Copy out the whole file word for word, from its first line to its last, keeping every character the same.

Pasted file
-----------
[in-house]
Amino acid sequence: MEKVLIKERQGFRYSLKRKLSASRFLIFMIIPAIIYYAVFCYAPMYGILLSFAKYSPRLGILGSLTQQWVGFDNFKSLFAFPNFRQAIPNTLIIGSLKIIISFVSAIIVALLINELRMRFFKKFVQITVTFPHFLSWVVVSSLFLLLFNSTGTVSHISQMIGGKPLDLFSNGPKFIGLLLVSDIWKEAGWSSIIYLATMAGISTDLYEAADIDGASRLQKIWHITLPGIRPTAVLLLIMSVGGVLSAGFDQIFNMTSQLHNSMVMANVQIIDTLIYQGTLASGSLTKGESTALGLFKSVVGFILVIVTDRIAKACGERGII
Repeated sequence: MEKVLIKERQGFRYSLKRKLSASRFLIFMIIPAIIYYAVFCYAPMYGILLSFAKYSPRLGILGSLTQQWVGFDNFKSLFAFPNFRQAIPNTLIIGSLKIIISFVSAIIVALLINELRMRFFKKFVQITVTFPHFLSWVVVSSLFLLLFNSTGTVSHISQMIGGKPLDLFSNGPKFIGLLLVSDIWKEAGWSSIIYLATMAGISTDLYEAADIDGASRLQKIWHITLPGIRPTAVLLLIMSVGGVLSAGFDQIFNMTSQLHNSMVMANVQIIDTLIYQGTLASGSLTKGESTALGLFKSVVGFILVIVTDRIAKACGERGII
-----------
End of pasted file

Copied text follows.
[in-house]
Amino acid sequence: MEKVLIKERQGFRYSLKRKLSASRFLIFMIIPAIIYYAVFCYAPMYGILLSFAKYSPRLGILGSLTQQWVGFDNFKSLFAFPNFRQAIPNTLIIGSLKIIISFVSAIIVALLINELRMRFFKKFVQITVTFPHFLSWVVVSSLFLLLFNSTGTVSHISQMIGGKPLDLFSNGPKFIGLLLVSDIWKEAGWSSIIYLATMAGISTDLYEAADIDGASRLQKIWHITLPGIRPTAVLLLIMSVGGVLSAGFDQIFNMTSQLHNSMVMANVQIIDTLIYQGTLASGSLTKGESTALGLFKSVVGFILVIVTDRIAKACGERGII
Repeated sequence: MEKVLIKERQGFRYSLKRKLSASRFLIFMIIPAIIYYAVFCYAPMYGILLSFAKYSPRLGILGSLTQQWVGFDNFKSLFAFPNFRQAIPNTLIIGSLKIIISFVSAIIVALLINELRMRFFKKFVQITVTFPHFLSWVVVSSLFLLLFNSTGTVSHISQMIGGKPLDLFSNGPKFIGLLLVSDIWKEAGWSSIIYLATMAGISTDLYEAADIDGASRLQKIWHITLPGIRPTAVLLLIMSVGGVLSAGFDQIFNMTSQLHNSMVMANVQIIDTLIYQGTLASGSLTKGESTALGLFKSVVGFILVIVTDRIAKACGERGII